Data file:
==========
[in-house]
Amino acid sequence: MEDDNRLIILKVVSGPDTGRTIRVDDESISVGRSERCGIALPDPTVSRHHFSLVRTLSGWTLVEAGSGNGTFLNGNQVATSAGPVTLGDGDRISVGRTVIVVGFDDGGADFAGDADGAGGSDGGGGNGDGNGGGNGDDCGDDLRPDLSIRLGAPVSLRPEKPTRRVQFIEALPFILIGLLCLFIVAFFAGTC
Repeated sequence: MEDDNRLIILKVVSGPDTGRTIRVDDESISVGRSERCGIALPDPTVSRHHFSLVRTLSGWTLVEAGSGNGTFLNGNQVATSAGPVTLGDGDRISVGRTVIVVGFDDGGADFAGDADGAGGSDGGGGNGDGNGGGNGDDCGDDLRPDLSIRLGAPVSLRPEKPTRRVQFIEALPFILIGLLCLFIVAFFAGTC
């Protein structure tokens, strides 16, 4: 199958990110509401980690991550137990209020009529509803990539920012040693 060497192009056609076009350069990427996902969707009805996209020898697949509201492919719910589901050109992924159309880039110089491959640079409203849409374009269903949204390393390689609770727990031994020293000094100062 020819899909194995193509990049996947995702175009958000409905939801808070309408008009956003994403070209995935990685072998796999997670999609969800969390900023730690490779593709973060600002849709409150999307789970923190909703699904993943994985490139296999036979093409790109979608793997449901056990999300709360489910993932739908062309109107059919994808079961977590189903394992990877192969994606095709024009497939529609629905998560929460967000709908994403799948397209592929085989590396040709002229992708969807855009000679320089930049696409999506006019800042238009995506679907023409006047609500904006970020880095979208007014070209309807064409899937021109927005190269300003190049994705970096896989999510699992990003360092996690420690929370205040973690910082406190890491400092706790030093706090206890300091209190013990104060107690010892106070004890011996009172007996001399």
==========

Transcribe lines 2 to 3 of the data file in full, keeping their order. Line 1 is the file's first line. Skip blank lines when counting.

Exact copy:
Amino acid sequence: MEDDNRLIILKVVSGPDTGRTIRVDDESISVGRSERCGIALPDPTVSRHHFSLVRTLSGWTLVEAGSGNGTFLNGNQVATSAGPVTLGDGDRISVGRTVIVVGFDDGGADFAGDADGAGGSDGGGGNGDGNGGGNGDDCGDDLRPDLSIRLGAPVSLRPEKPTRRVQFIEALPFILIGLLCLFIVAFFAGTC
Repeated sequence: MEDDNRLIILKVVSGPDTGRTIRVDDESISVGRSERCGIALPDPTVSRHHFSLVRTLSGWTLVEAGSGNGTFLNGNQVATSAGPVTLGDGDRISVGRTVIVVGFDDGGADFAGDADGAGGSDGGGGNGDGNGGGNGDDCGDDLRPDLSIRLGAPVSLRPEKPTRRVQFIEALPFILIGLLCLFIVAFFAGTC